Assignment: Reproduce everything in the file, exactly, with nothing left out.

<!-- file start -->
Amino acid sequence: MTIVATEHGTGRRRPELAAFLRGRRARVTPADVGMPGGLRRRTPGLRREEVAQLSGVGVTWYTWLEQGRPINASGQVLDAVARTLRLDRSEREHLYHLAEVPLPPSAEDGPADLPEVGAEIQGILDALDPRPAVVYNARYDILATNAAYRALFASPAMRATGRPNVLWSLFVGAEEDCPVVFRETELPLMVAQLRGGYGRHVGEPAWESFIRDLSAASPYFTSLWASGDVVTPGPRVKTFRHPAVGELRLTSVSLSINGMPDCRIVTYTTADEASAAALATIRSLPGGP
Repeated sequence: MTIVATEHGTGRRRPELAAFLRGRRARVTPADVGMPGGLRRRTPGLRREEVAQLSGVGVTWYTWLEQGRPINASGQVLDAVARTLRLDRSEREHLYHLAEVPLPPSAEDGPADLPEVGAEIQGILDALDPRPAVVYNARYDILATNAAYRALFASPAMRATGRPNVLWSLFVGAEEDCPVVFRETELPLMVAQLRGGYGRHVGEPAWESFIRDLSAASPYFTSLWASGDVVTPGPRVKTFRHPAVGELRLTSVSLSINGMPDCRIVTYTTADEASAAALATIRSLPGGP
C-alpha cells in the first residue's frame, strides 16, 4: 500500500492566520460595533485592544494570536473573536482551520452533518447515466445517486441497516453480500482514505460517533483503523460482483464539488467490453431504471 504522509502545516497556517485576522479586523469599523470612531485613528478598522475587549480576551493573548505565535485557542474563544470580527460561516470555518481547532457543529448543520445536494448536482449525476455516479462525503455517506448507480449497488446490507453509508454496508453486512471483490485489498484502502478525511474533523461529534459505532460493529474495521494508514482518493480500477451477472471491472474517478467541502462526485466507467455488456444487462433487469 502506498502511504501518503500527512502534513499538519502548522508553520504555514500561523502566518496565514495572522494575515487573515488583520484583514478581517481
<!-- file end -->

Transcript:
Amino acid sequence: MTIVATEHGTGRRRPELAAFLRGRRARVTPADVGMPGGLRRRTPGLRREEVAQLSGVGVTWYTWLEQGRPINASGQVLDAVARTLRLDRSEREHLYHLAEVPLPPSAEDGPADLPEVGAEIQGILDALDPRPAVVYNARYDILATNAAYRALFASPAMRATGRPNVLWSLFVGAEEDCPVVFRETELPLMVAQLRGGYGRHVGEPAWESFIRDLSAASPYFTSLWASGDVVTPGPRVKTFRHPAVGELRLTSVSLSINGMPDCRIVTYTTADEASAAALATIRSLPGGP
Repeated sequence: MTIVATEHGTGRRRPELAAFLRGRRARVTPADVGMPGGLRRRTPGLRREEVAQLSGVGVTWYTWLEQGRPINASGQVLDAVARTLRLDRSEREHLYHLAEVPLPPSAEDGPADLPEVGAEIQGILDALDPRPAVVYNARYDILATNAAYRALFASPAMRATGRPNVLWSLFVGAEEDCPVVFRETELPLMVAQLRGGYGRHVGEPAWESFIRDLSAASPYFTSLWASGDVVTPGPRVKTFRHPAVGELRLTSVSLSINGMPDCRIVTYTTADEASAAALATIRSLPGGP
C-alpha cells in the first residue's frame, strides 16, 4: 500500500492566520460595533485592544494570536473573536482551520452533518447515466445517486441497516453480500482514505460517533483503523460482483464539488467490453431504471 504522509502545516497556517485576522479586523469599523470612531485613528478598522475587549480576551493573548505565535485557542474563544470580527460561516470555518481547532457543529448543520445536494448536482449525476455516479462525503455517506448507480449497488446490507453509508454496508453486512471483490485489498484502502478525511474533523461529534459505532460493529474495521494508514482518493480500477451477472471491472474517478467541502462526485466507467455488456444487462433487469 502506498502511504501518503500527512502534513499538519502548522508553520504555514500561523502566518496565514495572522494575515487573515488583520484583514478581517481